Past Pages for July 29-July 31 | NevadaAppeal.com
YOUR AD HERE »

Past Pages for July 29-July 31

By Sue Ballew

Wednesday

150 Years Ago

Flying horses:  Up on King street, opposite Cavanaugh’s Bakery are a cavalcade of flying horses swinging around the circle to the breathless strains of a hand organ.  The little folks in town are attracted there, and for the price of a ride–twelve and one-half cents, many a youthful cavalier with lance can ride in the charmed circle and jab with their stubby lances at some iron rings, which are the prizes of lancership and gallant riding.  

140 Years Ago

A foolhardy act:  A number of ladies and gentleman were visiting Glenbrook and went to the Summit to the head of the large flume.  One of their party dared taking a trip down the flume.  A wager was made and accept by Witcher Harlow and Miss Belle Graham of San Francisco.  They jumped on a raft of wood and floated down the flume for a distance of a mile or more.  A sudden lurch caused them to lose their equilibrium, and they were thrown face first into the wildly tossed wood.  A half mile down they were fished out by flume watchmen—badly bruised and cut up, but otherwise uninjured.

130 Years Ago

Close shave:  Jake Thall who works in Green’s butcher shop found it so warm that he went into the refrigerator to cool off, sat down in a chair, fell asleep and did not wake up for some time.  When he came to, he was stiff all over and could not bend his neck—a little longer would have given him pneumonia.

120 Years Ago

Ex-Governor Blasdel Dead:  The flag at the Capitol building was at half mast out of respect for ex-Governor Blasdel who died in Oakland.  He was the first man to sit in the gubernatorial chair of Nevada.

110 Years Ago

Death:  David A. Smaill, born in the Dominion of Canada, came to Carson City in 1868.  He went to work for Sam Longabaugh in an Empire blacksmith shop.  He leaves a wife and four daughters.  His funeral was largely attended by the friends of the pioneers and services conducted by Rev. H. H. McCreery of the Presbyterian Church.

100 Years Ago

Ponzi, master of finance:  Governor Coolidge ordered the attorney general to begin an immediate investigation into the business of Charles Ponzi, “bushel basket millionaire,” who in eight months claims to have made $24,000,000 dealing in International Postal reply coupons.   (United Press, Boston)

Thursday

150 Years Ago

Capitol:  The Masons are already laying a course of stone on the second story of the Capitol.

140 Years Ago

Fled to the Mountains:  The editor of the Appeal and his wife started for the Lake.  He took along with him vast quantities of fishing tackle, poles, landing nets, flies, shot guns and “Abe,” the office bull dog, under the wagon.  They’ll be gone for a week.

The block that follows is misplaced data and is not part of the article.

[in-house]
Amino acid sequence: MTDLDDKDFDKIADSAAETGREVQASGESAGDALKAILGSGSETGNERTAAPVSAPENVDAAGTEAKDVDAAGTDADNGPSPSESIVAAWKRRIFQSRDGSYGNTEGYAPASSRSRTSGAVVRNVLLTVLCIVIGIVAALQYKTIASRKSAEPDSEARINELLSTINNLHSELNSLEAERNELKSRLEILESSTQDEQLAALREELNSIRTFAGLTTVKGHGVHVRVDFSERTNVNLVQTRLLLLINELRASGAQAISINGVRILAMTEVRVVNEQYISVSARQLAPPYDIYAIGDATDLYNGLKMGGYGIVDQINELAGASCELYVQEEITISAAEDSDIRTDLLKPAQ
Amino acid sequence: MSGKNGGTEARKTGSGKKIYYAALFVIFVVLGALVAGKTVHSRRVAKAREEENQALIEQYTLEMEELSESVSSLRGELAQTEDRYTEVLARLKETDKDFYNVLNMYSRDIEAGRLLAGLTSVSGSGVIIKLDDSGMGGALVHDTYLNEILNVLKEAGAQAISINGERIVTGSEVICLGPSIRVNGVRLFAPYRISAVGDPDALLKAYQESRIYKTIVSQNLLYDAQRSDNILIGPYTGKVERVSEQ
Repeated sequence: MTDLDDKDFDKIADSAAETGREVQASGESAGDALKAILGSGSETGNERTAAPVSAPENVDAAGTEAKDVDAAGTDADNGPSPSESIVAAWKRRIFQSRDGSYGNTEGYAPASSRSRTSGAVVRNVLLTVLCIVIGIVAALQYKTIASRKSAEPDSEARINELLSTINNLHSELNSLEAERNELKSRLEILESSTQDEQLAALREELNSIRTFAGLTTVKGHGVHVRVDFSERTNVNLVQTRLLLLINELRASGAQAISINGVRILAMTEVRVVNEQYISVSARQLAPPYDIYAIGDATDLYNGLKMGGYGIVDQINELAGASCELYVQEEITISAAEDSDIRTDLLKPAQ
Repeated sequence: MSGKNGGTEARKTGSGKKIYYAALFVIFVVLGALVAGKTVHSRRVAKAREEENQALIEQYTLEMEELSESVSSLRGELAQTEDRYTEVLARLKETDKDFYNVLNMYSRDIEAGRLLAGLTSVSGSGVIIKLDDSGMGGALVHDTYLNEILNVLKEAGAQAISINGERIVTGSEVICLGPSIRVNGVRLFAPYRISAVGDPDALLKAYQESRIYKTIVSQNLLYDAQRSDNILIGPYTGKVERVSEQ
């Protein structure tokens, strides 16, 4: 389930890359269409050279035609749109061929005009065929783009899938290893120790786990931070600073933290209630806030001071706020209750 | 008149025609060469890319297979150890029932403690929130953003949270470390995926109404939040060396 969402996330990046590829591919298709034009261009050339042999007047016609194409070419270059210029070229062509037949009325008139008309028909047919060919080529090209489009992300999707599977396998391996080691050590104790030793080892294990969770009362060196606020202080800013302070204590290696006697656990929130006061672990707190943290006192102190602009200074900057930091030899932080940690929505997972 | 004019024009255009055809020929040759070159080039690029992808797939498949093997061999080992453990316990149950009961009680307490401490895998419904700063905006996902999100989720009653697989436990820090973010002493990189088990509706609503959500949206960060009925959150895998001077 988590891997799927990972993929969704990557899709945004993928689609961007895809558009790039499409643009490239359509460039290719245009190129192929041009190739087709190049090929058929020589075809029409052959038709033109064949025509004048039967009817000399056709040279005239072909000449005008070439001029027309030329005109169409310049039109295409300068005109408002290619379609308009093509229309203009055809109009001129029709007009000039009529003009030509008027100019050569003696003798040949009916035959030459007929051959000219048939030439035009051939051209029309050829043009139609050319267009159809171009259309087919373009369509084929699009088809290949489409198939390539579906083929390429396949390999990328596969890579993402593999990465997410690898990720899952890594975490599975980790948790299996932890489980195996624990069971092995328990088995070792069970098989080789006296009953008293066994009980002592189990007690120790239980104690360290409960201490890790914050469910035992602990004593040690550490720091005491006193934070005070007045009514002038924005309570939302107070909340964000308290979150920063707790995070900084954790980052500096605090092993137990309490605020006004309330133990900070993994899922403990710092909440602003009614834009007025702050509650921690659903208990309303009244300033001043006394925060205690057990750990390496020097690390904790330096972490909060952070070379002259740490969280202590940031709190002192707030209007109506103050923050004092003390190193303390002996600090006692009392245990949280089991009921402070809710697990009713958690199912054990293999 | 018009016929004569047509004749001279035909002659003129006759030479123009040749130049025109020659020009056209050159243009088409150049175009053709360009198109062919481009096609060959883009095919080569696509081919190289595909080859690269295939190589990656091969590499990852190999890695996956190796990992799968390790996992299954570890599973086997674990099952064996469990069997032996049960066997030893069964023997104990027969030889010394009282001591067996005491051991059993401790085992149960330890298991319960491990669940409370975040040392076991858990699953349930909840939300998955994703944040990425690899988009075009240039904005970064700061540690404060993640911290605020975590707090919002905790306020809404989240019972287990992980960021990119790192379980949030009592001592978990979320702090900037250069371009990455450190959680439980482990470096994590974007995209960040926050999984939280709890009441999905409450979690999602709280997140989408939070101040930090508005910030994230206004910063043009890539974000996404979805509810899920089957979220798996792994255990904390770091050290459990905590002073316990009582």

130 Years Ago

All sorts:  A private detective has been employed by the sportsmen’s club of Storey, Washoe and Ormsby counties to nab the pot hunters.

120 Years Ago

24 to 0:  The young baseball sharps of this city tackled the Orphans’ Home baseball nine.  The “Home” boys taught the “Town” kids a severe lesson.  They fielded and batted like veterans and knocked the ball over the diamond.  The score stood 24 to 0 at the end of the ninth inning in favor of the Orphans.

110 Years Ago

To the Lake:  Arthur Bordewich, pressman at the State Printing Office, has gone to Lake Tahoe for a couple of day’s recreation.

100 Years Ago

Sugar business:  F. E. Stephenson, a former employee of the Western Pacific yards as switchman, was charged with stealing ten sacks of sugar from a box car in the Elko yards.  They were selling at $25 to $30 per sack normally but he was selling them to merchants at $20 per sack.  He is now in jail awaiting a preliminary hearing.  (Elko Free Press)

Friday

150 Years Ago

Peeping Tom:  A fellow at Hamilton goes about at night peeping into the windows of lady’s bedrooms.  The News says one brave woman took a shot at him.  If he keeps on, he is likely to get a bullet through his hide.

140 Years Ago

New style of Dentistry:  A Genoa man called at the office of a dentist in Carson and asked to have a tooth extracted. He was placed in a cane bottomed operating chair, and the dentist stuck the forceps into the patient’s mouth.  Then the patient closed his mouth, preventing the dentist from accomplishing his object.  After several tries, the dentist became disgusted with his timid patient, and stationed as assistant, with a long darning needle in his hand at the back of the chair.  The assistant ran his needle through the cane seat into a fleshy part of the sufferer’s anatomy, and he yelled loudly.  At the same time the tooth was yanked out.  “My heavens, doctor!”  I had no idea the root of the tooth ran down so low.”

130 Years Ago

Marriage:  When the Justice of the Peace Gass of San Jose marries a couple, he exacts a kiss from the lips of the bride.  This is a hint for Justice Young of ours. (Journal)

Our Justice of the Peace needs no hint, he collects his toll every time, and so do most preachers.  (Morning Appeal)

120 Years Ago

All sorts:  Water is growing pretty scarce at the Capitol, and it keeps the gardener hustling to keep the grass green.

The Band boys announce that there will be no more concerts as the kids make more noise than the band. 

110 Years Ago

Camping:  John Wilson and Thurman Roberts (of Foreman-Roberts House) spent several days at Bijou.  They report having had the time of their lives in the tall timber.

100 Years Ago

Carson City Theater:  The feature picture is, “Love’s Prisoner,” with Olive Thomas in the lead, giving the beautiful star ample opportunity to display her talent in a comedy drama.  Pathe preview will provide pictures in natural colors, also in a movagraph slow-motion picture which slows up lightning fast movements—A Mutt and Jeff cartoon will be shown.

Sue Ballew is the daughter of Bill Dolan, who wrote this column for the Nevada Appeal from 1947 until his death in 2006.